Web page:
Think! energy and take action!

Fans of the Purdue Boilermakers will tell you late September in West Lafayette, IN, is football season. Purdue Pete, uniformed in the nostalgic old gold and black, rallies the fans at Ross-Ade Stadium, and the crowd gets energized for another glorious Big Ten Saturday home game.

These days, Boilermaker fans aren’t the only ones in West Lafayette getting a late-September energy boost. Less than a mile away at Happy Hollow Elementary, 161 5th graders and their teachers are getting energized to “Think! Energy” and “Take Action!” about using our precious energy resources more wisely and about taking better care of the world in which we live.

“Think! Energy” is an energy efficiency education program of the National Energy Foundation (NEF), a national 501 (c) (3) nonprofit educational organization headquartered in Salt Lake City, UT. In West Lafayette, the program is sponsored by Vectren, the area’s provider of natural gas. In Indianapolis, Citizens Gas and Indianapolis Power and Light, the natural gas and electric utilities, respectively, servicing Indianapolis and greater Marion County, collaboratively support the program. Up north in Elkhart, Gary, and other rust belt communities, Northern Indiana Public Service Company (NIPSCO) provides the program. Several hundred miles to the east, schools throughout central and eastern Pennsylvania receive the program compliments of PPL Electric Utilities.

It’s Monday morning, September 29, at Happy Hollow. Marilyn Clark and Joannie Reeder, one of NEF’s elite teams of “Think! Energy” presenters, arrive at the school around 8:30 a.m., check in with school administration, and set up in the gymnasium. 161 students is an unusually large number of students for one presentation (the average is 75), but NEF presenters are prepared for any contingency, including lots of potentially unruly students.

The students enter with their teachers. The presentation begins, and the students’ collective attention is secured through the use of an instructional PowerPoint presentation, interspersed with fun, hands-on activities. The energy efficiency theme becomes clear in a hurry. Students become engaged in a discussion of where our energy comes from, why we need it, how we get it, how we use it, and what kinds of impacts occur because we use it. Oh, and what can I do about it.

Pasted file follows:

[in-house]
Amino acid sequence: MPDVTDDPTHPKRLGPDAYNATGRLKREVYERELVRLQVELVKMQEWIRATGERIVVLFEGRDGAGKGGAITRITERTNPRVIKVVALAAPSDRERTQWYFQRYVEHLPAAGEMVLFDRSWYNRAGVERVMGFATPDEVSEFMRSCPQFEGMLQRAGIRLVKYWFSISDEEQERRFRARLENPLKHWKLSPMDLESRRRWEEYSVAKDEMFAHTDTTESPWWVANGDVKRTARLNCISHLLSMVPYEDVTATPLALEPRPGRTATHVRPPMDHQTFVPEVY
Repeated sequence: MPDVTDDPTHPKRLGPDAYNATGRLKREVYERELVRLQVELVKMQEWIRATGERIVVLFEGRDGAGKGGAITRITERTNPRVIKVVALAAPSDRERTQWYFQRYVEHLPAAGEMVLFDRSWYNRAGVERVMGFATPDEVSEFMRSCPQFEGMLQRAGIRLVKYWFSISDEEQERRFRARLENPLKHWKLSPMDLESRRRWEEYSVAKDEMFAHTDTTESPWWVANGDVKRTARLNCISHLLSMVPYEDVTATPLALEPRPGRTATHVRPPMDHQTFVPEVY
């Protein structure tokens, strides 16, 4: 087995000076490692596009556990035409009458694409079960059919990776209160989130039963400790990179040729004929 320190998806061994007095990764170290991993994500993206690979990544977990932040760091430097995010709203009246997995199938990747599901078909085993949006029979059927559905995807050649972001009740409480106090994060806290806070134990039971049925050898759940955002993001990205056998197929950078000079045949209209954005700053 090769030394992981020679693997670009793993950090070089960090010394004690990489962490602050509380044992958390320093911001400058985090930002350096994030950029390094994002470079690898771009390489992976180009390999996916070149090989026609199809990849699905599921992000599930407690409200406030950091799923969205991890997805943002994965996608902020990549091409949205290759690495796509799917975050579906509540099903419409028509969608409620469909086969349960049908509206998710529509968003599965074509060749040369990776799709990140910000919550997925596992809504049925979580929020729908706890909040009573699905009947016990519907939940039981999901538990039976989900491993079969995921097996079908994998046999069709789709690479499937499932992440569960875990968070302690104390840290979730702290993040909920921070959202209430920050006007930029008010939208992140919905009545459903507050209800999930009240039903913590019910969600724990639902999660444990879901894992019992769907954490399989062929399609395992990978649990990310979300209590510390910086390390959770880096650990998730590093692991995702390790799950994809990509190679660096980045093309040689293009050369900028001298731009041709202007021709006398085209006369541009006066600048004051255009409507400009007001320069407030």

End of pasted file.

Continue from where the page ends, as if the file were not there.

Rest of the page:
The lights turn on in these young minds. They distantly hear things in the mass media about climate change, about energy security, about the health hazards of polluted air, water, and land. But most of them haven’t ever really made the connection that if they install a new, more efficient showerhead, or kitchen sink aerator in their home; or replace an incandescent light bulb with a compact fluorescent bulb; or take a shorter shower; or learn to turn off the TV, computer, or lights when they leave the room; or turn down the thermostat, they can make a difference.

This is exciting stuff! But the best is yet to come. As the end of the presentation draws near, stacks of colorful boxes are carried into the gym. The boxes say “Think! Energy” and everyone gets one. The NEF presenter opens a box for all to see. Inside are various energy efficiency devices, from showerheads to shower timers, from digital thermometers to flow rate test bags. If the students were down in Indianapolis, they’d get a couple of compact fluorescent light bulbs, too. Then the students learn that they are supposed to take these devices and gadgets home and actually use them. Too cool.

This isn’t just any old school program where little Johnny takes the box home, and despite the best of intentions, it sits on the shelf. Each student is also given a “Household Report Card” to fill out with mom or dad or another adult. The report card asks if the showerhead or aerator got installed; if the furnace filter alarm, providing an alert that the filter is dirty, has been attached; if an incandescent bulb was replaced by a compact fluorescent light bulb; and what kind of energy is used to heat the home and its water. If the student brings back the completed report card, they get a “Think! Energy” wristband. If the teacher is able to collect at least 80% of their students’ completed report cards, and sends them to NEF, they receive a $100 mini-grant for their classroom. NEF gathers the thousands of report cards, conducts a detailed analysis, and comes up with some impressive amounts of natural gas, electricity, water, and wastewater that are saved through the implementation of the program. And it all happens because of the kids.

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